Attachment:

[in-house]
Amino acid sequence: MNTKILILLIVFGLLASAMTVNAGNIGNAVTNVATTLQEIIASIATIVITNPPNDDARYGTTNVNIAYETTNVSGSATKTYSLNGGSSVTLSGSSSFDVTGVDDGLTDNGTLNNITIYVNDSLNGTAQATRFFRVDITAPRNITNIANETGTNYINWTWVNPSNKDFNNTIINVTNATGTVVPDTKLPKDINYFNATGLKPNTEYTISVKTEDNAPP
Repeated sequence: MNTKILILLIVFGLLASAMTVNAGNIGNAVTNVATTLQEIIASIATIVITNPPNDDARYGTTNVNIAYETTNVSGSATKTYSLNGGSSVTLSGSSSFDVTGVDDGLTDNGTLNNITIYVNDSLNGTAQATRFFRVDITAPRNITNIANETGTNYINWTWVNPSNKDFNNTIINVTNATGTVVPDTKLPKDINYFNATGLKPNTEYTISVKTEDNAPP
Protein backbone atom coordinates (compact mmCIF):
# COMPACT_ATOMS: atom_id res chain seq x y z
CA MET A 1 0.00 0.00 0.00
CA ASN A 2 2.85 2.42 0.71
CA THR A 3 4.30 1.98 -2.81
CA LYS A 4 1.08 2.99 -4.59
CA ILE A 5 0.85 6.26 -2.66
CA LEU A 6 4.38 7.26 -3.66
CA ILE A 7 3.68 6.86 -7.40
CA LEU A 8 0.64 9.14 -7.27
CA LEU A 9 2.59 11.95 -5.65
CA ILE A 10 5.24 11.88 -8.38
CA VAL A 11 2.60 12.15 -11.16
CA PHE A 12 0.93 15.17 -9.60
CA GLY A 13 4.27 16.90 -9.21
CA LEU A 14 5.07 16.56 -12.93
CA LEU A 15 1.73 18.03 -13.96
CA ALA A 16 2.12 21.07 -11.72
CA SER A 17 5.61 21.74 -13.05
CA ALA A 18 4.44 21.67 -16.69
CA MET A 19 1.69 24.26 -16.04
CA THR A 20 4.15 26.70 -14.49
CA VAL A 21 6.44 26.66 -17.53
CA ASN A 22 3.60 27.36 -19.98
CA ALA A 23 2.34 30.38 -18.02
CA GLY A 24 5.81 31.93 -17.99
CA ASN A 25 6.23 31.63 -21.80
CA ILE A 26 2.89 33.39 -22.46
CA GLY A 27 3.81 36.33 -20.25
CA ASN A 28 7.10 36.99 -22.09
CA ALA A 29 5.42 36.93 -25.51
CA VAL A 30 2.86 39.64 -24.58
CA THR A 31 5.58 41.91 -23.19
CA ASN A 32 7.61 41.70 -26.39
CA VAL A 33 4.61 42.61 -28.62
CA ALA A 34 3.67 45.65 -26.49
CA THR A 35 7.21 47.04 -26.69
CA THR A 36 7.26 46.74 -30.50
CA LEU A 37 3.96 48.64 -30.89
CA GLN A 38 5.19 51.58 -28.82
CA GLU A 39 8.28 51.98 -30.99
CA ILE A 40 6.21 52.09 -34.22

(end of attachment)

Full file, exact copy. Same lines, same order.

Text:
[in-house]
Amino acid sequence: MNTKILILLIVFGLLASAMTVNAGNIGNAVTNVATTLQEIIASIATIVITNPPNDDARYGTTNVNIAYETTNVSGSATKTYSLNGGSSVTLSGSSSFDVTGVDDGLTDNGTLNNITIYVNDSLNGTAQATRFFRVDITAPRNITNIANETGTNYINWTWVNPSNKDFNNTIINVTNATGTVVPDTKLPKDINYFNATGLKPNTEYTISVKTEDNAPP
Repeated sequence: MNTKILILLIVFGLLASAMTVNAGNIGNAVTNVATTLQEIIASIATIVITNPPNDDARYGTTNVNIAYETTNVSGSATKTYSLNGGSSVTLSGSSSFDVTGVDDGLTDNGTLNNITIYVNDSLNGTAQATRFFRVDITAPRNITNIANETGTNYINWTWVNPSNKDFNNTIINVTNATGTVVPDTKLPKDINYFNATGLKPNTEYTISVKTEDNAPP
Protein backbone atom coordinates (compact mmCIF):
# COMPACT_ATOMS: atom_id res chain seq x y z
CA MET A 1 0.00 0.00 0.00
CA ASN A 2 2.85 2.42 0.71
CA THR A 3 4.30 1.98 -2.81
CA LYS A 4 1.08 2.99 -4.59
CA ILE A 5 0.85 6.26 -2.66
CA LEU A 6 4.38 7.26 -3.66
CA ILE A 7 3.68 6.86 -7.40
CA LEU A 8 0.64 9.14 -7.27
CA LEU A 9 2.59 11.95 -5.65
CA ILE A 10 5.24 11.88 -8.38
CA VAL A 11 2.60 12.15 -11.16
CA PHE A 12 0.93 15.17 -9.60
CA GLY A 13 4.27 16.90 -9.21
CA LEU A 14 5.07 16.56 -12.93
CA LEU A 15 1.73 18.03 -13.96
CA ALA A 16 2.12 21.07 -11.72
CA SER A 17 5.61 21.74 -13.05
CA ALA A 18 4.44 21.67 -16.69
CA MET A 19 1.69 24.26 -16.04
CA THR A 20 4.15 26.70 -14.49
CA VAL A 21 6.44 26.66 -17.53
CA ASN A 22 3.60 27.36 -19.98
CA ALA A 23 2.34 30.38 -18.02
CA GLY A 24 5.81 31.93 -17.99
CA ASN A 25 6.23 31.63 -21.80
CA ILE A 26 2.89 33.39 -22.46
CA GLY A 27 3.81 36.33 -20.25
CA ASN A 28 7.10 36.99 -22.09
CA ALA A 29 5.42 36.93 -25.51
CA VAL A 30 2.86 39.64 -24.58
CA THR A 31 5.58 41.91 -23.19
CA ASN A 32 7.61 41.70 -26.39
CA VAL A 33 4.61 42.61 -28.62
CA ALA A 34 3.67 45.65 -26.49
CA THR A 35 7.21 47.04 -26.69
CA THR A 36 7.26 46.74 -30.50
CA LEU A 37 3.96 48.64 -30.89
CA GLN A 38 5.19 51.58 -28.82
CA GLU A 39 8.28 51.98 -30.99
CA ILE A 40 6.21 52.09 -34.22